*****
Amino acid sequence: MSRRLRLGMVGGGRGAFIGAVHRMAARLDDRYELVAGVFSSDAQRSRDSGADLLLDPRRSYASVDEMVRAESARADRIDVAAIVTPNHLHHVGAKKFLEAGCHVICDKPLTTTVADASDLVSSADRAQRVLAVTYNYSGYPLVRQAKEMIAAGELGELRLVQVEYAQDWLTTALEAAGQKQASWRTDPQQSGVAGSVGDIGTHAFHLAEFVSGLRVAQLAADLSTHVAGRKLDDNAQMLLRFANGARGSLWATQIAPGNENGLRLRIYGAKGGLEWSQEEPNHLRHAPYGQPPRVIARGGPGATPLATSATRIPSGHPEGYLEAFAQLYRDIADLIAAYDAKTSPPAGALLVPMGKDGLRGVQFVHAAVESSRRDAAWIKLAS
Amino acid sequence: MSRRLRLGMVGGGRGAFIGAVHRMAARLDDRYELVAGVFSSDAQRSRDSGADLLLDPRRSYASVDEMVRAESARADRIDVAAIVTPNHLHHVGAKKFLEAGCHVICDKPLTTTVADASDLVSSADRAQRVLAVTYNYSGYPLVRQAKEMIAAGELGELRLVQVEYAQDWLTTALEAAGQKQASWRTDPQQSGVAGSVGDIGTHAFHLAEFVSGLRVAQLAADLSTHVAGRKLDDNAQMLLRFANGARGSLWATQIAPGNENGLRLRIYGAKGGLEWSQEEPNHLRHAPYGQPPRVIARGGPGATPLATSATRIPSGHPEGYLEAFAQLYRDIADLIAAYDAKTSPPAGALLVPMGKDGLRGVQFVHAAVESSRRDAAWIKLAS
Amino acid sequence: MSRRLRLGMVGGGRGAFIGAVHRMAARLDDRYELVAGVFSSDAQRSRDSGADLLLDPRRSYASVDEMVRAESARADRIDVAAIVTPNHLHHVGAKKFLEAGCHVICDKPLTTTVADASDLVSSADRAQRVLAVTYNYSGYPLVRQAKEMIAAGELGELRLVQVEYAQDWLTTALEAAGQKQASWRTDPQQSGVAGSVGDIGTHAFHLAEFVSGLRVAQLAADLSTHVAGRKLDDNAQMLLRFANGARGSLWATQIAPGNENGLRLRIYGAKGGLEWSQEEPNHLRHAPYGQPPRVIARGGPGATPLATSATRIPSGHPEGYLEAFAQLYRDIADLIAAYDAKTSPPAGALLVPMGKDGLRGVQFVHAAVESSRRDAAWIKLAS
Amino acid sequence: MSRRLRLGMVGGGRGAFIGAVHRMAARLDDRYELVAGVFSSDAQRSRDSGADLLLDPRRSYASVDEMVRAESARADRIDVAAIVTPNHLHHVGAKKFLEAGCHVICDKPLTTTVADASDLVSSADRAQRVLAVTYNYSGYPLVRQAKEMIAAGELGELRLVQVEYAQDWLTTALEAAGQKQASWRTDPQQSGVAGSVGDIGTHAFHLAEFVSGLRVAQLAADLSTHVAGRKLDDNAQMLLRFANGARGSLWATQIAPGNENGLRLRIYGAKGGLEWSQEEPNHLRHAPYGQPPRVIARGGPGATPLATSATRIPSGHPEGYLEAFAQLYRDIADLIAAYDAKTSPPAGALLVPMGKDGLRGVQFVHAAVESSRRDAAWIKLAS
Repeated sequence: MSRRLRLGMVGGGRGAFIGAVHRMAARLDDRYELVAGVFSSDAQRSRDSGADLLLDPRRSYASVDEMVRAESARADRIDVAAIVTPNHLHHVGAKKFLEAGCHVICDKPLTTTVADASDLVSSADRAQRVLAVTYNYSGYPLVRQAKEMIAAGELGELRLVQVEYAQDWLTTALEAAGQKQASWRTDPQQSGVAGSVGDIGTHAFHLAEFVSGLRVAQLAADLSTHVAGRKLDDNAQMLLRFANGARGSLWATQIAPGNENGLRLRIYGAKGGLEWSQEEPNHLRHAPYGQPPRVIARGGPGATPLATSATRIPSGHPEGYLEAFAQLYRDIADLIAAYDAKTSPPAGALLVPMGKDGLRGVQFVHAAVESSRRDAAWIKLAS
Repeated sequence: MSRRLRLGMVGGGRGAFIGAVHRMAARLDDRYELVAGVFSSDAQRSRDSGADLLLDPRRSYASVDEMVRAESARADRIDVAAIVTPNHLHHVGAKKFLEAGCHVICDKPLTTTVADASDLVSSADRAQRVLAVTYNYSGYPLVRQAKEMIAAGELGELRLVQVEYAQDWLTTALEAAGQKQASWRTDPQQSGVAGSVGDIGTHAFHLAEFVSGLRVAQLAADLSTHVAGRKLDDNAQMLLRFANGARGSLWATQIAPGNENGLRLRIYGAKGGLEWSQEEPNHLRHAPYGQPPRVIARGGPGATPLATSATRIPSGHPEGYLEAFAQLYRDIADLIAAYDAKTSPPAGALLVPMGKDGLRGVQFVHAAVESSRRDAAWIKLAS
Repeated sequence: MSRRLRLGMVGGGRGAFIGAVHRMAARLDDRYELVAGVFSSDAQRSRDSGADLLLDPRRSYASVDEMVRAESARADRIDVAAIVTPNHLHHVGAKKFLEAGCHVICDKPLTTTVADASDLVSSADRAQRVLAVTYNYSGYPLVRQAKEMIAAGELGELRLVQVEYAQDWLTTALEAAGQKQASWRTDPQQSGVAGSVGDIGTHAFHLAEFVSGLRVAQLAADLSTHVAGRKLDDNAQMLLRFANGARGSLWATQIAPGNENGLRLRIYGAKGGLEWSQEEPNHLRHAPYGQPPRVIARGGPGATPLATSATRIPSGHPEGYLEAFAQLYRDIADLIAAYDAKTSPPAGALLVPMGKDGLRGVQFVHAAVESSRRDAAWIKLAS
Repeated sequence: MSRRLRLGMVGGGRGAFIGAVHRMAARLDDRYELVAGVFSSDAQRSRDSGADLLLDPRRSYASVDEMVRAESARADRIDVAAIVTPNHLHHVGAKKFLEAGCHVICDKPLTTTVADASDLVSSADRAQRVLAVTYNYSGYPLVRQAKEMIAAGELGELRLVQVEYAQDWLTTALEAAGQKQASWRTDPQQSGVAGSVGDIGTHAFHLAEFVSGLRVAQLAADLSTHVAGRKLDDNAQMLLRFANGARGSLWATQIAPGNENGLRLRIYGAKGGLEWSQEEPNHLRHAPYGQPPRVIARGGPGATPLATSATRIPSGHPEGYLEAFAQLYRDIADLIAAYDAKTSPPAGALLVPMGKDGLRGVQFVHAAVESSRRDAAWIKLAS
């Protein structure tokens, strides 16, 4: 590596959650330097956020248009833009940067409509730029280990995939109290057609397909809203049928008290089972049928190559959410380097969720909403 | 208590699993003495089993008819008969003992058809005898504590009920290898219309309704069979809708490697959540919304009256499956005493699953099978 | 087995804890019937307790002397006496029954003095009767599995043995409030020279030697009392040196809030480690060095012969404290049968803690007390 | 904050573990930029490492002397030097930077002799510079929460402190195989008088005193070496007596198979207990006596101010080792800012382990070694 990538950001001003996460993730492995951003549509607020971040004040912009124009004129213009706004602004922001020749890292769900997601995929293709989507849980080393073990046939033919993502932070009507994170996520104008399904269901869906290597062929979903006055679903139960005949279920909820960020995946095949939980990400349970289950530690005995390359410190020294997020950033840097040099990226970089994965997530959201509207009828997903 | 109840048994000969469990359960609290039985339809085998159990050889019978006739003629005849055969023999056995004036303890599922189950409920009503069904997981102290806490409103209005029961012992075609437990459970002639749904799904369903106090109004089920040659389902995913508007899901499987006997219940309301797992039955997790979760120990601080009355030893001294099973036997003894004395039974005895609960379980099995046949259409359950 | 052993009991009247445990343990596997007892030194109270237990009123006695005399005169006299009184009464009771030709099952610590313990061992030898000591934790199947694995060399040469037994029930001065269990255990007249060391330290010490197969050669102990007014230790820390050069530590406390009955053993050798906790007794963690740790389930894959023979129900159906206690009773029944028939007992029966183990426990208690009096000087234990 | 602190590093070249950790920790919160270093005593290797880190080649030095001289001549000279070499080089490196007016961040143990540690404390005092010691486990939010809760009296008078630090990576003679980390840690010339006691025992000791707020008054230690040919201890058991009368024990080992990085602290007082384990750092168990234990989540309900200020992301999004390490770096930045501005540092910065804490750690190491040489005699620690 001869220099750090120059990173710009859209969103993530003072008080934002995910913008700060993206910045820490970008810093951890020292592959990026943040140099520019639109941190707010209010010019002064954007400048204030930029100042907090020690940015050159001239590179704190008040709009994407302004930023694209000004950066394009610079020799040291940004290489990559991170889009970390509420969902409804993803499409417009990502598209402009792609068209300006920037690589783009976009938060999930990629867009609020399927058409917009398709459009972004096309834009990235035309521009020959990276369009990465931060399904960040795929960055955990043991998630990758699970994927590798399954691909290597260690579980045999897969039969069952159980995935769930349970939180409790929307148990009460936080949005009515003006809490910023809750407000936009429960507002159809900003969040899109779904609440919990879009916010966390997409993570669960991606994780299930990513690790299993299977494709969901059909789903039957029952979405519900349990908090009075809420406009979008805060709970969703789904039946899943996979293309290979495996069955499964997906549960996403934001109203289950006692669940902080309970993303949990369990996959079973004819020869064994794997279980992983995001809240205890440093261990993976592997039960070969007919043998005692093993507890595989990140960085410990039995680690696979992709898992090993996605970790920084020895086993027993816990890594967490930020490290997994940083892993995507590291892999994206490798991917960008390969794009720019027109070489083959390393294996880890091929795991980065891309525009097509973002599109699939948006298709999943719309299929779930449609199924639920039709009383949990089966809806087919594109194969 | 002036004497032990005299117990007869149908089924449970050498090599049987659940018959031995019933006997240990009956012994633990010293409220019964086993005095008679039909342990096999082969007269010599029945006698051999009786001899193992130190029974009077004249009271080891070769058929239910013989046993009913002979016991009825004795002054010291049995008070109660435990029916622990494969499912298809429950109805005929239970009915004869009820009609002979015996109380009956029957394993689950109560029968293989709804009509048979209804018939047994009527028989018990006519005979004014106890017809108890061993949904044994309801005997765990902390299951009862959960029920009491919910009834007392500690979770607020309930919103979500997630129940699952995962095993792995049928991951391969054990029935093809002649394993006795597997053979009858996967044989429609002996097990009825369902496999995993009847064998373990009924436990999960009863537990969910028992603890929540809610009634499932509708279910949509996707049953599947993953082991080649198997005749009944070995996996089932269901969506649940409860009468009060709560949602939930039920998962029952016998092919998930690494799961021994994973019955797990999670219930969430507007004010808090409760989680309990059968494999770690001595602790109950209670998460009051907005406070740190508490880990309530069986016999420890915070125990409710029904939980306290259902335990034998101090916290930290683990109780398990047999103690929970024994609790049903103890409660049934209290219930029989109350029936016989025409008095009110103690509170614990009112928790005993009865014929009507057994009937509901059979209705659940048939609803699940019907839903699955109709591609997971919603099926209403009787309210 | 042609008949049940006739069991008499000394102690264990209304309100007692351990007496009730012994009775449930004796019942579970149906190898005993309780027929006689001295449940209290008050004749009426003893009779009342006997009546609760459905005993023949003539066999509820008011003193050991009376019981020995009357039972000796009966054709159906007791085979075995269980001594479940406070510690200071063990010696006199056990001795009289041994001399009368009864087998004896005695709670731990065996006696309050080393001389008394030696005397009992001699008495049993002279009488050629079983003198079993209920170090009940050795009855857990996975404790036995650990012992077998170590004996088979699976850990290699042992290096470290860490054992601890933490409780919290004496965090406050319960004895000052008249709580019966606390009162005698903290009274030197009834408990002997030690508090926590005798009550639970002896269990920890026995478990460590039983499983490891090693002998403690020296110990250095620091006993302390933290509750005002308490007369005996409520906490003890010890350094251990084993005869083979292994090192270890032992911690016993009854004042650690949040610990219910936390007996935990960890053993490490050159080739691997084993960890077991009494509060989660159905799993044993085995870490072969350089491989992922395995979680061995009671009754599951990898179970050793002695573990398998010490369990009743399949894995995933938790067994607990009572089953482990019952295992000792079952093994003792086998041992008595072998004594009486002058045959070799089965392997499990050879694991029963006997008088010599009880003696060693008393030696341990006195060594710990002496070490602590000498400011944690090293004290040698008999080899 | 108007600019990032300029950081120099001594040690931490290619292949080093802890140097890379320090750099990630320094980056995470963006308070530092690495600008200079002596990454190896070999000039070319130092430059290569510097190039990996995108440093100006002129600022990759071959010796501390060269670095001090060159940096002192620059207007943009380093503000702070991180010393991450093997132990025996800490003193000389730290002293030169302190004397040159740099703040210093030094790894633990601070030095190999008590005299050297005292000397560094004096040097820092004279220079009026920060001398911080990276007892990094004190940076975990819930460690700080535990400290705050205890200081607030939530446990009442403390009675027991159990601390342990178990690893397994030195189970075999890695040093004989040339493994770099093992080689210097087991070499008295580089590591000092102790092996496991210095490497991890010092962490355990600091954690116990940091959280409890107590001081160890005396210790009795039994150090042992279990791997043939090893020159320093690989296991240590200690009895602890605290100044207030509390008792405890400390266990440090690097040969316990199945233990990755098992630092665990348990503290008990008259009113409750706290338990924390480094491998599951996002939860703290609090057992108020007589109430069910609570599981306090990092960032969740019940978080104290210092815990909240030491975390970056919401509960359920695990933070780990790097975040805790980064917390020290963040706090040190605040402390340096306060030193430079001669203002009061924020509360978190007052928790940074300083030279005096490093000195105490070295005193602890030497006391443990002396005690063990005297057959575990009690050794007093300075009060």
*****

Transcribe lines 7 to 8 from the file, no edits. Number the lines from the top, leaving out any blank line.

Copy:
Repeated sequence: MSRRLRLGMVGGGRGAFIGAVHRMAARLDDRYELVAGVFSSDAQRSRDSGADLLLDPRRSYASVDEMVRAESARADRIDVAAIVTPNHLHHVGAKKFLEAGCHVICDKPLTTTVADASDLVSSADRAQRVLAVTYNYSGYPLVRQAKEMIAAGELGELRLVQVEYAQDWLTTALEAAGQKQASWRTDPQQSGVAGSVGDIGTHAFHLAEFVSGLRVAQLAADLSTHVAGRKLDDNAQMLLRFANGARGSLWATQIAPGNENGLRLRIYGAKGGLEWSQEEPNHLRHAPYGQPPRVIARGGPGATPLATSATRIPSGHPEGYLEAFAQLYRDIADLIAAYDAKTSPPAGALLVPMGKDGLRGVQFVHAAVESSRRDAAWIKLAS
Repeated sequence: MSRRLRLGMVGGGRGAFIGAVHRMAARLDDRYELVAGVFSSDAQRSRDSGADLLLDPRRSYASVDEMVRAESARADRIDVAAIVTPNHLHHVGAKKFLEAGCHVICDKPLTTTVADASDLVSSADRAQRVLAVTYNYSGYPLVRQAKEMIAAGELGELRLVQVEYAQDWLTTALEAAGQKQASWRTDPQQSGVAGSVGDIGTHAFHLAEFVSGLRVAQLAADLSTHVAGRKLDDNAQMLLRFANGARGSLWATQIAPGNENGLRLRIYGAKGGLEWSQEEPNHLRHAPYGQPPRVIARGGPGATPLATSATRIPSGHPEGYLEAFAQLYRDIADLIAAYDAKTSPPAGALLVPMGKDGLRGVQFVHAAVESSRRDAAWIKLAS